I've got a linear model: $y_i=β_1x_{i1}+β_2x_{i2}+ε_i$ where E($ε_i$)=0 and Var($ε_i$)= $σ^2I_n$ for i=1,...,n

Supposed we don't have the data for $x_{i2}$ and we estimate: $y_i=β_1x_{i1}+ε_i$ for i=1,...,n

So far I've shown that $\hat{\beta}_1$ is biased and that $s^2= {ε_i'ε_i}/(n-1)$ is also biased and that such bias is positive.

I now have to explain why I'd expect that the OLS estimator of $\hat{\beta}_1$ is inconsistent and then suggest a suitable estimator giving conditions where it'd be consistent.

Please could someone give me a helping hand, I'm not sure why $\hat{\beta}_1$ is inconsistent?


  • $\begingroup$ What you hav writtn os not mak any snse! $\beta_1$ is a number, not a random variable, so what does it mean for it to b inosistnt? something is surely missing hre. $\endgroup$ – kjetil b halvorsen May 31 '15 at 10:48
  • $\begingroup$ @kjetilbhalvorsen oops most of those β should be β hat. I'm not sure how to amend that! Also added the other equation which I missed out! $\endgroup$ – Emma May 31 '15 at 11:01
  • $\begingroup$ it your post! to get $\hat{\bta}$ write (within dollar signs) \hat{\beta} $\endgroup$ – kjetil b halvorsen May 31 '15 at 13:09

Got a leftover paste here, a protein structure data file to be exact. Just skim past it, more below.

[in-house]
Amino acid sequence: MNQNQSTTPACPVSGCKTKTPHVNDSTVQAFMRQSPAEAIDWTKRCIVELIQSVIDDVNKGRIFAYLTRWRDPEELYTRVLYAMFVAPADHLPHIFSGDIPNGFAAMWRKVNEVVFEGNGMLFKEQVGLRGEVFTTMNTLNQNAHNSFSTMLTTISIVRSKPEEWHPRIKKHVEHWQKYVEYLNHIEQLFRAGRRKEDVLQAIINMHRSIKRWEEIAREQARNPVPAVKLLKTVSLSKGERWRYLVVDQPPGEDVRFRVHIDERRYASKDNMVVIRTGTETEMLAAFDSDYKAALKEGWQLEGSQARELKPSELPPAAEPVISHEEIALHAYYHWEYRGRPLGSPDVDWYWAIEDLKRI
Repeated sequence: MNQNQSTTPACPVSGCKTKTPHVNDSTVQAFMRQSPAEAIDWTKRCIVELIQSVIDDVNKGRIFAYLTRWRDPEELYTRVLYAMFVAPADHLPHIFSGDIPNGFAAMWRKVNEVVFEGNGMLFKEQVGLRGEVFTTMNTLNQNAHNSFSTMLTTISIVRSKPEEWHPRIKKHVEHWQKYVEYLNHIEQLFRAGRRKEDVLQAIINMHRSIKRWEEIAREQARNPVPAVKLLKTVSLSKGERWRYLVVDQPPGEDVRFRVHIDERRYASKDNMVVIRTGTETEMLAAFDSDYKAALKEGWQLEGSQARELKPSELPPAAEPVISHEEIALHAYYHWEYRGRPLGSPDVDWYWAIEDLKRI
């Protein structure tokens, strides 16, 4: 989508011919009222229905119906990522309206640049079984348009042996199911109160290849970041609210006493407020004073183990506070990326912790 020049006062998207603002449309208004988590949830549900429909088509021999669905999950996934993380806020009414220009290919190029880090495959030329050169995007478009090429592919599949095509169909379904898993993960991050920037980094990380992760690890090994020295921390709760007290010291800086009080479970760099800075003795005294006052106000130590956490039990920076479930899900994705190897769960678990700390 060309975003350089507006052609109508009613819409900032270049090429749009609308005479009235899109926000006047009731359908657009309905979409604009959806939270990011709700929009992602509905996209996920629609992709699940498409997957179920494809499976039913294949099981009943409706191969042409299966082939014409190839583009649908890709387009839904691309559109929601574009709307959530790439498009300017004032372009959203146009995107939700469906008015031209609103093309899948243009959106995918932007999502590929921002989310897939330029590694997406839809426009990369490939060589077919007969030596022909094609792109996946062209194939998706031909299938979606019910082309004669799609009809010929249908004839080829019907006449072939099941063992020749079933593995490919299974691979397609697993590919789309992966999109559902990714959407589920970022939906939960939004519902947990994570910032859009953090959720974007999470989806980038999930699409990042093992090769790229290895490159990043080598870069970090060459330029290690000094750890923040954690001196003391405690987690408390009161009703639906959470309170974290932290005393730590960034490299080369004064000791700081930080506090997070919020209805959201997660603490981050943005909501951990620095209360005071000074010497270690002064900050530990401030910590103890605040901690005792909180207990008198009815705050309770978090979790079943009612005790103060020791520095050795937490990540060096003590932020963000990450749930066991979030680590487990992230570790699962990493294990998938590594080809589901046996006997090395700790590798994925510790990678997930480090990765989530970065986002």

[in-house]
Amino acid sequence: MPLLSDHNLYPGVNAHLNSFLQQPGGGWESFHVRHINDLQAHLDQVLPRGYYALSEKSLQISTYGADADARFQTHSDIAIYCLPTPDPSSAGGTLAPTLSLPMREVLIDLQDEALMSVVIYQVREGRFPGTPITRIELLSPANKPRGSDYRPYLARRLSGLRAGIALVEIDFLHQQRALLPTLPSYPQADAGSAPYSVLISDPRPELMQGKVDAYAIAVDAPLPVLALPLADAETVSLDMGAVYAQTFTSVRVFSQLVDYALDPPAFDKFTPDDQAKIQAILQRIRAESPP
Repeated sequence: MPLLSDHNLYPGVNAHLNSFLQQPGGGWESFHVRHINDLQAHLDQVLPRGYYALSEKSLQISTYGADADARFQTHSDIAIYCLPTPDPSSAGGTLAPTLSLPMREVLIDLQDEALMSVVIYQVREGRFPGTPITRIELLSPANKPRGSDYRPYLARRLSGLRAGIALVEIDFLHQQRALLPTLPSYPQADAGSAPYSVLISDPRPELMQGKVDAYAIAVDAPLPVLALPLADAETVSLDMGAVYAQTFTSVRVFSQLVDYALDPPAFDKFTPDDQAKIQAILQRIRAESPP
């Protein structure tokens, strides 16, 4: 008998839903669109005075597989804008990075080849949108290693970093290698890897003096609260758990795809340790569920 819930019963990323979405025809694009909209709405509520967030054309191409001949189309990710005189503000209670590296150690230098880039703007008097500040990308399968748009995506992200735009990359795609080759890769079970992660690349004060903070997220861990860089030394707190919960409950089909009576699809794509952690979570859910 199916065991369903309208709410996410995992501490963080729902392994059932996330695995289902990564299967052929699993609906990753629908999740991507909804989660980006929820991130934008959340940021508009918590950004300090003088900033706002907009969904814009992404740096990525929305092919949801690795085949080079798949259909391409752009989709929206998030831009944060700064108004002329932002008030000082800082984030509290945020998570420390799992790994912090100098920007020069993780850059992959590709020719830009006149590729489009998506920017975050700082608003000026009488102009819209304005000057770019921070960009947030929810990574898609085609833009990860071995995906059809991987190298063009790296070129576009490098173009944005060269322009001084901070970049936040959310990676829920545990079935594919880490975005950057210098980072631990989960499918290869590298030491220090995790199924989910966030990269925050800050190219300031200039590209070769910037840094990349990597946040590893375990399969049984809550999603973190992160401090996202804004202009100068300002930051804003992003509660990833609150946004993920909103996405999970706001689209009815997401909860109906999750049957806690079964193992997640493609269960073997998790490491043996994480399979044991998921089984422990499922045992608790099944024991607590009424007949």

• $\begingroup$ There we go, should be fully correct now! $\endgroup$ – Emma May 31 '15 at 13:44
  • $\begingroup$ @kjetilbhalvorsen sorry forgot to tag you! $\endgroup$ – Emma May 31 '15 at 16:28

$\hat{\beta} = (x_1'x_1)^{-1}x_1'y$

Now substitute the true model $y=X\beta + \epsilon$ into $y$

$\hat{\beta} = (x_1'x_1)^{-1}x_1'y = \beta_1 + (x_1'x_1)^{-1}x_1'x_2\beta_2+ (x_1'x_1)^{-1}x_1'\epsilon_i$

Taking the limit sends the last term to $0$, which leaves

$\hat{\beta} \rightarrow \beta_1 + \frac{cov(x_1,x_2)}{var(x_1)}\beta_2$

Which means all you need to do if figure out when $\frac{cov(x_1,x_2)}{var(x_1)}\beta_2$=0

  • $\begingroup$ why is it $cov(x_1,x_2)$ and $var(x_1)$? I get E($x_1x_2'$) and E($x_1x_1'$)? $\endgroup$ – Emma Jun 2 '15 at 7:50
  • $\begingroup$ or are they the same? $\endgroup$ – Emma Jun 2 '15 at 7:50
  • $\begingroup$ Well, the issue is you have no constant in your regression, so I'm not sure they would be exactly the same. With a constant, then we know that $\hat{\beta}=\frac{cov(x_1,y)}{var(x_1)}$. Therefore, by the same logic as above we get $\hat{\beta} \rightarrow \beta_1 + \beta_2\frac{cov(x_1,x_2)}{var(x_1)}$. I chose to use covariances in my answer because I think it shows more clearly the conditions you need to satisfy. But, the middle line in the solution is the more general answer. $\endgroup$ – Greg Jun 2 '15 at 12:48

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